Alrosa, the world's largest diamond mining operation, and Zimbabwe's national diamond miner Zimbabwe Consolidated Diamond Company (ZCDC) have signed a joint venture agreement to develop diamond deposits in Zimbabwe. The Russian miner made certain to emphasize that its developmental work and any future mining activities would not take place in the troubled Marange region: "We would also like to note once again that ALROSA does not plan operations in Marange."
According to the terms of the agreement, ALROSA gets a 70% controlling stake for the development of greenfield projects, ZCDC – 30%. First of all, the joint venture will be engaged in geological exploration of greenfield deposits. Further objectives of the cooperation agreement include diamond mining and independent sales of rough diamonds in external markets. The new joint venture will be able to work not only with the licenses ZCDC has today, but also in the territory of the whole country. In case a new prospective area is discovered, the company will contact directly the Zimbabwe Ministry of Mines and Mining Development requesting a new license for this area.
“Creation of a joint venture is a major step in the cooperation with our partners in Zimbabwe," said ALROSA Deputy CEO Vladimir Marchenko. "We are committed to productive work in the exploration of new promising areas and subsequent diamond mining. Our specialists have been working in Zimbabwe for more than three months now, and the national authorities have been of great support to them. We have chosen various projects for the joint venture, and part of them is to be launched this autumn. Of the existing fields for development, we are preliminary considering the areas located in the Chimanimani region.” In December 2018, ALROSA established an affiliated company in Zimbabwe, ALROSA (ZIMBABWE) Limited, for the implementation of projects in mineral prospecting, exploration and mining operations with a view to creating joint diamond-mining and other mining enterprises.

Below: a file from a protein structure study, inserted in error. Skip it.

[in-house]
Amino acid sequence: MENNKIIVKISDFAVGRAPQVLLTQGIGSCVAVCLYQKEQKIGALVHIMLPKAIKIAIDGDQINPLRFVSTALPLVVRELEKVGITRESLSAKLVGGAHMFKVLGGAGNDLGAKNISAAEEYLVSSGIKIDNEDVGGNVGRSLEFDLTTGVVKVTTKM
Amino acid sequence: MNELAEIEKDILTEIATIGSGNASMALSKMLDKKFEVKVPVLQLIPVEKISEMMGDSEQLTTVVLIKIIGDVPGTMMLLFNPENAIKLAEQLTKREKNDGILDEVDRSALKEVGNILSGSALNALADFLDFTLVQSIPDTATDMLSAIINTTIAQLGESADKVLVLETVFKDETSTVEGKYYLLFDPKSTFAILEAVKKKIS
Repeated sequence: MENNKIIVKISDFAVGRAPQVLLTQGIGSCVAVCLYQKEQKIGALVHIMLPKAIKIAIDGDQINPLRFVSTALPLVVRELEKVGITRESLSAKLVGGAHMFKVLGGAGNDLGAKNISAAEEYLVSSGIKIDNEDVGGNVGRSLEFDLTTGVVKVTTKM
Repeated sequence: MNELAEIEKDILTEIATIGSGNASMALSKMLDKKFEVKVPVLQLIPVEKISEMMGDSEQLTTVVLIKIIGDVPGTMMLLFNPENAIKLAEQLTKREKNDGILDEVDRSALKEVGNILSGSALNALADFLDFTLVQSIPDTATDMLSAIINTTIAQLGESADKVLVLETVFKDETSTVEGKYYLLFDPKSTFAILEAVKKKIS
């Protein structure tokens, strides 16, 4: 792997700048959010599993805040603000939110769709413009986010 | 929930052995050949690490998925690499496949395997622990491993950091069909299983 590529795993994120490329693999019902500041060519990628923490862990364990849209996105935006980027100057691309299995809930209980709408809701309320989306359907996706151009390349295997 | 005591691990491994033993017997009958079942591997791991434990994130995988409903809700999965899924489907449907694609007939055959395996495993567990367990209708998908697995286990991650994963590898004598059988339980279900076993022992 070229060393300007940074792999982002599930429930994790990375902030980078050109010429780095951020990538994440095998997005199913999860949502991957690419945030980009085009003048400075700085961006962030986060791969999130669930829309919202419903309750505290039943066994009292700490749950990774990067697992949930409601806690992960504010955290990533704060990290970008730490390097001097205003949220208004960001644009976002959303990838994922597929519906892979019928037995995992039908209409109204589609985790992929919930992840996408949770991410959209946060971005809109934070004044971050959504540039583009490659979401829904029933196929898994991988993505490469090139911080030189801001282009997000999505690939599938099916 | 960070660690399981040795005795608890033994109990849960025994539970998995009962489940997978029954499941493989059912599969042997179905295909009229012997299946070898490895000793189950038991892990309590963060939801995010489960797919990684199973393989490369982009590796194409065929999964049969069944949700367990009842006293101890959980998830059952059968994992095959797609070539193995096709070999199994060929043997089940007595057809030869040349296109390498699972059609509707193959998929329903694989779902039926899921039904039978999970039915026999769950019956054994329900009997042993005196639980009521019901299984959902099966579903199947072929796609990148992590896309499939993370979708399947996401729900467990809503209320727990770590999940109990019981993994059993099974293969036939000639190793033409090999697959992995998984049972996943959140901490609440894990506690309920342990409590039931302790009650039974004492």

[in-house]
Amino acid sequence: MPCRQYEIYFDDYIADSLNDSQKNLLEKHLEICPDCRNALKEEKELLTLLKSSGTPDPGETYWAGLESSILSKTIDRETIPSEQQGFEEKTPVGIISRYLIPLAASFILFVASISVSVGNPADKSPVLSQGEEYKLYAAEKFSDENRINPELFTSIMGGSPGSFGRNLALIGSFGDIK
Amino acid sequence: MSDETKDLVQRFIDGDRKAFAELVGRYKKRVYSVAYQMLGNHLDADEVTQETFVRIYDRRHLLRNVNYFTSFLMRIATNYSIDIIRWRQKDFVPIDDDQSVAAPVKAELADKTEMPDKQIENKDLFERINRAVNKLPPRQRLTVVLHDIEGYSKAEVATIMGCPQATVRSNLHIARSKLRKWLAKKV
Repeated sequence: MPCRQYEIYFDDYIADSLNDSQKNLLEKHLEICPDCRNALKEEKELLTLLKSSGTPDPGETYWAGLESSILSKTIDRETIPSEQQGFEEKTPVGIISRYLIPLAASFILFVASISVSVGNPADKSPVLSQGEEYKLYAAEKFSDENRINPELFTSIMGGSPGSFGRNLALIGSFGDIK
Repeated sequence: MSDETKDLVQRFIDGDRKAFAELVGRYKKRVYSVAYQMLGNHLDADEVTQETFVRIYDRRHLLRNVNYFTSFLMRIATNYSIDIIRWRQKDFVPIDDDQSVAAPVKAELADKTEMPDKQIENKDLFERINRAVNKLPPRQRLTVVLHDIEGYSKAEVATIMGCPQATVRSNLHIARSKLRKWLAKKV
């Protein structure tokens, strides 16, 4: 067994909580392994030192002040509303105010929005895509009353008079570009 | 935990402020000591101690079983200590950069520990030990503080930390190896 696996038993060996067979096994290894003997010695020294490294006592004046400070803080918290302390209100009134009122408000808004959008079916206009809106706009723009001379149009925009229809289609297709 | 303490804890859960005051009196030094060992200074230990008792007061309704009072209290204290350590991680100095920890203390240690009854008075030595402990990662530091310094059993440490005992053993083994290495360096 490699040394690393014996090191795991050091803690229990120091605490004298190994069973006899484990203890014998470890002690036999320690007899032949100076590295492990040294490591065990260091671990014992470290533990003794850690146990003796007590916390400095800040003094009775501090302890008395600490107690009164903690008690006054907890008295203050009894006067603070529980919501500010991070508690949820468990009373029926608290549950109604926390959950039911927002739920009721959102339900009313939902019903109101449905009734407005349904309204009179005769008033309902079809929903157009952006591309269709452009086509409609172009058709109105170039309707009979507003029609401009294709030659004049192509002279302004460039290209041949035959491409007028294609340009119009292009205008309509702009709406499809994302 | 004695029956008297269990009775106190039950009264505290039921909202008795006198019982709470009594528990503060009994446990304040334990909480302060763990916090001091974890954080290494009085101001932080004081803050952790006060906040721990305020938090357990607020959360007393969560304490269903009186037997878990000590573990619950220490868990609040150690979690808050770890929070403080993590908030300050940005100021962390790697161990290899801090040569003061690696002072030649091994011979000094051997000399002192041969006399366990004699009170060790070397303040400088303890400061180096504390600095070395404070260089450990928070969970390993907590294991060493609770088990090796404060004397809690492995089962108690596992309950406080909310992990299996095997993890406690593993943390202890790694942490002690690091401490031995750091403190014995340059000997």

The Russian miner has published a file concerning Alrosa's value proposition to Zimbabwe.
Not in Marange
Last week, Alrosa was the subject of a blistering critique by Zimbabwean NGO, the Centre for Natural Resource Governance (CNRG), based on what turned out to be 'fake news'. Entitled "Alrosa enters Zimbabwe’s Marange killing fields", the letter states: "Alrosa ... has officially entered Zimbabwe’s Marange diamond fields where scores of artisanal miners are killed annually whilst hundreds are tortured every month by the quasi-state security guards and state security agents ." Criticising the secrecy with which it says Alrosa made the deal and claiming the community condemns mining operations in Marange, it recommended that Alrosa should seek a social license from the Marange community, publish its contract with the Zimbabwe government for the sake of transparency and commit to conduct its business in an ethical manner.
Alrosa fired right back with its own announcement, "Alrosa does not plan operations in Marange". It reads, "In response to the distributed CRCG message that ALROSA goes to the Marange region, we officially announce: ALROSA only explores and considers the feasibility, among other parts of the country, of working in the Chimanimani area. ALROSA has never and under no circumtances considered and won't consider the possibility of entering the Marange region. All reports that ALROSA officially entered Marge or is going to ... must be considered false."
The CNRG, in return, backtracked by saying that it had only reported on information that was already in the public domain through Zimbabwe's State owned newspaper, The Herald, which published a story on 9 July saying that Alrosa was already licensed in the Marange region. "The news generated a lot of anxiety in the communities CNRG operates in," they write in an email. "Our goal," they add, "is to defend the rights of the communities, hence we could not ignore such a pronouncement from the State owned publication."